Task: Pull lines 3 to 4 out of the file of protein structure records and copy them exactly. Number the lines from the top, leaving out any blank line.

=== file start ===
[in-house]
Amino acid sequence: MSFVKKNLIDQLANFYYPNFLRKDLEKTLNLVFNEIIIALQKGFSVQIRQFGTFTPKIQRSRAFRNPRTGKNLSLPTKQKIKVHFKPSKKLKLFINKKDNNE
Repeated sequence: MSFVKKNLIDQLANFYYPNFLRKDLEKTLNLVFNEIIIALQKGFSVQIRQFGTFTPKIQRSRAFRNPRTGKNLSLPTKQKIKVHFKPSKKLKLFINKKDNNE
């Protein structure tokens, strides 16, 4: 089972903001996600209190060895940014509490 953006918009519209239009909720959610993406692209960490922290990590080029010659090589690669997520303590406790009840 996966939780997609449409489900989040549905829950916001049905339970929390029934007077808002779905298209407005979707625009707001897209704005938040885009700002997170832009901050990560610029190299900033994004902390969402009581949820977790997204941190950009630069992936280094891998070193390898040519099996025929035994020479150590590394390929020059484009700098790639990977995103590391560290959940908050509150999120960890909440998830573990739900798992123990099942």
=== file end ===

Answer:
Repeated sequence: MSFVKKNLIDQLANFYYPNFLRKDLEKTLNLVFNEIIIALQKGFSVQIRQFGTFTPKIQRSRAFRNPRTGKNLSLPTKQKIKVHFKPSKKLKLFINKKDNNE
């Protein structure tokens, strides 16, 4: 089972903001996600209190060895940014509490 953006918009519209239009909720959610993406692209960490922290990590080029010659090589690669997520303590406790009840 996966939780997609449409489900989040549905829950916001049905339970929390029934007077808002779905298209407005979707625009707001897209704005938040885009700002997170832009901050990560610029190299900033994004902390969402009581949820977790997204941190950009630069992936280094891998070193390898040519099996025929035994020479150590590394390929020059484009700098790639990977995103590391560290959940908050509150999120960890909440998830573990739900798992123990099942």